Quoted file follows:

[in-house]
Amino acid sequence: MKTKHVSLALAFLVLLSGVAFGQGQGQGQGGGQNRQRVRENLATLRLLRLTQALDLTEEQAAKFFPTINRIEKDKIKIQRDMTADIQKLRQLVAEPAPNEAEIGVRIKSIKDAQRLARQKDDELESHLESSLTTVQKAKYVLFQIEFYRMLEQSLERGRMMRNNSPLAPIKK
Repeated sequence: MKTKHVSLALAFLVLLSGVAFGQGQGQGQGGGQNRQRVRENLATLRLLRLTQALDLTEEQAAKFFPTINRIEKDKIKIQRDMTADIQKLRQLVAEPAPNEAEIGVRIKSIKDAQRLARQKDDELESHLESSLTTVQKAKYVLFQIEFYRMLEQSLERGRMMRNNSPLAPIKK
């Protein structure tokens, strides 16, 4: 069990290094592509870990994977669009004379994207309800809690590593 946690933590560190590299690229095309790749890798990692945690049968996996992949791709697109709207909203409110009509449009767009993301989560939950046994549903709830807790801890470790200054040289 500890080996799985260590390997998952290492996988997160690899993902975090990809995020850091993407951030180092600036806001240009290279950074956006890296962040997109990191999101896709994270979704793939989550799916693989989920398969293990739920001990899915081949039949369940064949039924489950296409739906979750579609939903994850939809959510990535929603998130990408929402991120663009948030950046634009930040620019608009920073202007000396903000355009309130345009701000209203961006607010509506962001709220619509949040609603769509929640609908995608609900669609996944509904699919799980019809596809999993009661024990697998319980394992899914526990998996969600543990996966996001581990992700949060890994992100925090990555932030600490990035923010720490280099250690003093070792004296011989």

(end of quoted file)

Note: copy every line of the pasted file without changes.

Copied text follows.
[in-house]
Amino acid sequence: MKTKHVSLALAFLVLLSGVAFGQGQGQGQGGGQNRQRVRENLATLRLLRLTQALDLTEEQAAKFFPTINRIEKDKIKIQRDMTADIQKLRQLVAEPAPNEAEIGVRIKSIKDAQRLARQKDDELESHLESSLTTVQKAKYVLFQIEFYRMLEQSLERGRMMRNNSPLAPIKK
Repeated sequence: MKTKHVSLALAFLVLLSGVAFGQGQGQGQGGGQNRQRVRENLATLRLLRLTQALDLTEEQAAKFFPTINRIEKDKIKIQRDMTADIQKLRQLVAEPAPNEAEIGVRIKSIKDAQRLARQKDDELESHLESSLTTVQKAKYVLFQIEFYRMLEQSLERGRMMRNNSPLAPIKK
């Protein structure tokens, strides 16, 4: 069990290094592509870990994977669009004379994207309800809690590593 946690933590560190590299690229095309790749890798990692945690049968996996992949791709697109709207909203409110009509449009767009993301989560939950046994549903709830807790801890470790200054040289 500890080996799985260590390997998952290492996988997160690899993902975090990809995020850091993407951030180092600036806001240009290279950074956006890296962040997109990191999101896709994270979704793939989550799916693989989920398969293990739920001990899915081949039949369940064949039924489950296409739906979750579609939903994850939809959510990535929603998130990408929402991120663009948030950046634009930040620019608009920073202007000396903000355009309130345009701000209203961006607010509506962001709220619509949040609603769509929640609908995608609900669609996944509904699919799980019809596809999993009661024990697998319980394992899914526990998996969600543990996966996001581990992700949060890994992100925090990555932030600490990035923010720490280099250690003093070792004296011989």